I find career talks fascinating. I don’t know how many 99U interviews and articles I’ve read on all sorts of creative endeavors and careers. Well, I know because I save everything I read, and I’m sharing some of them with you below:
- 99U Contributors at Home Around the World
- If I Had To Do It All Over Again
- 4 Strategies to Charge More For Your Work
- Take Back Your Weekends (and Leave the Work at Work)
- How Creative Couples Balance Their Relationships and Work
Recently, I came across the term “multi-passionate” and felt seen. I can’t wait to use it in the next conversation I have with someone unsure about their career path because of their wide range of interests.
Too Much Effort?
Besides the career direction conversation, another theme that I notice consistently is effort…or lack thereof.
According to four professors on The Conversation, going the extra mile at work could be a backwards step.
What’s best, going the extra mile or only doing what’s asked of us?
A lot of people seem to think that going to work on time and doing their job means they’ll get a raise, a promotion, become a manager, etc.
Listening to the podcast of one of the most inspiring people professionally, Myleik Teele, I heard a question along these lines:
“Dear Myleik, I’ve been showing up to work on time every day for the past year, doing my job consistently, and even though I asked to be promoted to a different position in a different department, I was rejected. Now I feel disappointed. What more can I do to make them see my worth?”
Myleik’s answer was on point, as always. Like myself, she’s a proponent of going the extra mile, always.
Why do we want to be rewarded for doing what we’re being paid to do? How can people see our worth if we’re not showing them?
The superstar experience with the mediocre performance
Whenever I hear people contemplating whether they should do that extra thing their boss told them about, whether they should take on more responsibilities than is required of them, I say, in what way is going the extra mile bad for you?
While I started writing this with professional settings in mind, this applies to relationships as well.
Not cheating is the bare minimum for a monogamous relationship to work, not an accomplishment or a show of morality.
Yet, so many people expect the relationship of their dreams without putting in the work necessary, as a person or as a partner.
We want a:
- Promotion without showing we’re reliable or capable of taking on extra responsibilities.
- Long list of perks and benefits and PTO and a large salary, without offering much in return.
- Superstar experience while offering a mediocre performance
- Perfect relationship with the person of our dream, without the work we need to do to become our better selves, without the pain of self-growth, without difficult conversations and without having to navigate the previous BS passed on to us from our families, societal expectations, or previous relationships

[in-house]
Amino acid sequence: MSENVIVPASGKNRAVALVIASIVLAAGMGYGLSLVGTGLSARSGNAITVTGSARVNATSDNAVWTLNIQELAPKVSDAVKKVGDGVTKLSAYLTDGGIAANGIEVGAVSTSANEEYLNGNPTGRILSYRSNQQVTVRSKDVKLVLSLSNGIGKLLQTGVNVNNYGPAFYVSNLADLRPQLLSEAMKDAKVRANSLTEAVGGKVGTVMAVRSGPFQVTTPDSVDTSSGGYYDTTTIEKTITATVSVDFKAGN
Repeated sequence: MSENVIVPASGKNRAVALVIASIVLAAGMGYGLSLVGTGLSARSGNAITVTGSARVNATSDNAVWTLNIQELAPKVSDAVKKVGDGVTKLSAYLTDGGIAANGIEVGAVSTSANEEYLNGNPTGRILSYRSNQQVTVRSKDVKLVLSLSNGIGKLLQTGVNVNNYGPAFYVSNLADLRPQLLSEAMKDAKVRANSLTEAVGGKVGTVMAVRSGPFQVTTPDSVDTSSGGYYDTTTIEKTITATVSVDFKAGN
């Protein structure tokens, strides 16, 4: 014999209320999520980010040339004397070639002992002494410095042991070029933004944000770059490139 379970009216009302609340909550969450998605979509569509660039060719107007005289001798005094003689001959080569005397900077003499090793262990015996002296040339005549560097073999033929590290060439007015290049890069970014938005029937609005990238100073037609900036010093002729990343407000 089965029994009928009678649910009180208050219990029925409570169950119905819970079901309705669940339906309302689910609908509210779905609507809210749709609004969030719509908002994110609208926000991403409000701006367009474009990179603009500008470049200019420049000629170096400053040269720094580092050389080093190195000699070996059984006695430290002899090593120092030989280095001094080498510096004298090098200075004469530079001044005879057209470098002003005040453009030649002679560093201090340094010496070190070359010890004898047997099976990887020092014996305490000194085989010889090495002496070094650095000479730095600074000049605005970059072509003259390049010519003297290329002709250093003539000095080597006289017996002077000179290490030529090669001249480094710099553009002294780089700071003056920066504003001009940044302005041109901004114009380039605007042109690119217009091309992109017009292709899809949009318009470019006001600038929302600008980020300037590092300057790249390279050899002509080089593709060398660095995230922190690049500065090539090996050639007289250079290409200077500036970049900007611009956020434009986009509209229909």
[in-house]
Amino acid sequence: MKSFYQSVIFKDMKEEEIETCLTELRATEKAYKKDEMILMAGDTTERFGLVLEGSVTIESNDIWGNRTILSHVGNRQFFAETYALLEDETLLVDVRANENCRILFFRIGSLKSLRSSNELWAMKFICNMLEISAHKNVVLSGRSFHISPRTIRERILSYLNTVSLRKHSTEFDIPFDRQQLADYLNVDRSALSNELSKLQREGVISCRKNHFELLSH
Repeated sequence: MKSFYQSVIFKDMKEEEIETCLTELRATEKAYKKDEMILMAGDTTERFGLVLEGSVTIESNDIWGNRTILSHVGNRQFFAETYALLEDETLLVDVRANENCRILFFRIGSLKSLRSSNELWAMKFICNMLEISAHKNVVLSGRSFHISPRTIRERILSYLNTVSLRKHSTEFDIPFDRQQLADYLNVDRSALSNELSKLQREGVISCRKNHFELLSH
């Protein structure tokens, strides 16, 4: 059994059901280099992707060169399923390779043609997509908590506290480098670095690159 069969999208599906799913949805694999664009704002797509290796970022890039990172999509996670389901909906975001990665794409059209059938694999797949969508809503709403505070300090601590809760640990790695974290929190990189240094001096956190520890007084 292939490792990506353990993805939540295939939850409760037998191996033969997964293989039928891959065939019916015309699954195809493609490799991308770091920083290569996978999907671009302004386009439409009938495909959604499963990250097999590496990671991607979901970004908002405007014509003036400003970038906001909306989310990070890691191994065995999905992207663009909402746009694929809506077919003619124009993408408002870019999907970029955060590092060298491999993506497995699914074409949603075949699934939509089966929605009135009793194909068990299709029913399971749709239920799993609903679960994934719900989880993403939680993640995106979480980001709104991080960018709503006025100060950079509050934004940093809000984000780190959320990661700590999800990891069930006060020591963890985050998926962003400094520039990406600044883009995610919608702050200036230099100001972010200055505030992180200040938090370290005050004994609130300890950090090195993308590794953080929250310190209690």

What you put in is what you get out. What you reap is what you sow.
Putting in The Work
In our society, stories of one-hit wonders and overnight successes are all over the place. If only you could find a way to be at the right place at the right time, then you’d be set for life. There’s a slimmer than Slim Shady chance of people reaching their extravagant goals overnight, a.k.a. without actually putting the work in.
There was a certain point earlier in my career where I was basically sacrificing almost all of my time to work, and I didn’t have a lot of time for friendships and relationships and things like that. Some people might say they regret that, but I actually don’t. Early in your career, you’re proving yourself, and you just have to work five times as hard. There were days where I’d work a full day at one job, then come home, lock myself in my room and work on two other freelance client projects.Rob Vargas, Bloomberg Businessweek Creative Director for 99U’s If I Had To Do It All Over Again
It’s all about mindset, baby!
Vargas knew the importance of doing the most.
The problem is we frequently see ourselves as employees, not as bosses.
However, when people think of starting their own companies, they wouldn’t hire someone doing the OK job they’re doing right now. They’d want a pro, the best out there.
A lot of people have an issue with going the extra mile. They associate higher positions with abuse of power. They consider the extra time wasted, the effort beneficial to their superiors at work only.
This is simply untrue.
Unless you go the extra mile, do the work others smirk at, and prove your worth, it’s hard for your employers to bet on you. It’s hard to bet on someone who doesn’t bet on themselves.
My opinion on going the extra mile always circles back to why not?
Be it in friendships, romantic relationships, or the workplace, I’ve never lost a thing by doing more than I should have, by striving for the best possible outcome, by not settling.
Putting yourself out there opens you up to all kinds of connections and opportunities.
No matter what sad story you’ve told yourself about being invisible, people take notice.
Your mind takes notice too and creates something a little bit better and more beautiful each time.
You can’t use up creativity, the more you use, the more you have.Maya Angelou
If you want it all, you must give it all you got!
I’ve been posting this series about education, careers and how to choose them to my blog over the past few weeks. I thought I was finished, but apparently not. Find the others below
First – My Uncomplicated Relationship With Education
Second – Choosing a Major, the Pros and Cons, Usages, Realizations, and Regret?
Third – A Trip Back in Time, Stats, Action Bias: How to Find the Perfect Job for You
Fourth – What I Wish I’d Known & Three Ways to Make a Difference, Wherever You Work